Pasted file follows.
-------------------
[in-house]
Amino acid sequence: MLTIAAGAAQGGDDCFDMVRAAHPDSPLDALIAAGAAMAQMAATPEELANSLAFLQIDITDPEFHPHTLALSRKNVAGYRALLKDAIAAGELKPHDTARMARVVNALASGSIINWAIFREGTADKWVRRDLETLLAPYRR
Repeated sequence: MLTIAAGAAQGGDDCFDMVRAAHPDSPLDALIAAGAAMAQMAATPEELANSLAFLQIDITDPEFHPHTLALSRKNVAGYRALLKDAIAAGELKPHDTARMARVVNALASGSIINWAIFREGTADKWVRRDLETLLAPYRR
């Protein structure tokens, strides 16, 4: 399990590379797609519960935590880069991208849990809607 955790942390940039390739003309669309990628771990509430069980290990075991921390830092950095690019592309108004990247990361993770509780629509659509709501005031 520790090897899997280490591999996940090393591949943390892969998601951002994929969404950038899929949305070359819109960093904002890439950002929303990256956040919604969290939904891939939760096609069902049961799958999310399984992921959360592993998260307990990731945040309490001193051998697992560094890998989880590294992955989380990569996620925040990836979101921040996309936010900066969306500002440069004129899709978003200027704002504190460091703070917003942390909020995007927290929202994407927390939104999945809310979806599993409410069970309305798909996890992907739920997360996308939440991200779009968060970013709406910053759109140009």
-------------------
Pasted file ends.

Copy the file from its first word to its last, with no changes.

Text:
[in-house]
Amino acid sequence: MLTIAAGAAQGGDDCFDMVRAAHPDSPLDALIAAGAAMAQMAATPEELANSLAFLQIDITDPEFHPHTLALSRKNVAGYRALLKDAIAAGELKPHDTARMARVVNALASGSIINWAIFREGTADKWVRRDLETLLAPYRR
Repeated sequence: MLTIAAGAAQGGDDCFDMVRAAHPDSPLDALIAAGAAMAQMAATPEELANSLAFLQIDITDPEFHPHTLALSRKNVAGYRALLKDAIAAGELKPHDTARMARVVNALASGSIINWAIFREGTADKWVRRDLETLLAPYRR
């Protein structure tokens, strides 16, 4: 399990590379797609519960935590880069991208849990809607 955790942390940039390739003309669309990628771990509430069980290990075991921390830092950095690019592309108004990247990361993770509780629509659509709501005031 520790090897899997280490591999996940090393591949943390892969998601951002994929969404950038899929949305070359819109960093904002890439950002929303990256956040919604969290939904891939939760096609069902049961799958999310399984992921959360592993998260307990990731945040309490001193051998697992560094890998989880590294992955989380990569996620925040990836979101921040996309936010900066969306500002440069004129899709978003200027704002504190460091703070917003942390909020995007927290929202994407927390939104999945809310979806599993409410069970309305798909996890992907739920997360996308939440991200779009968060970013709406910053759109140009």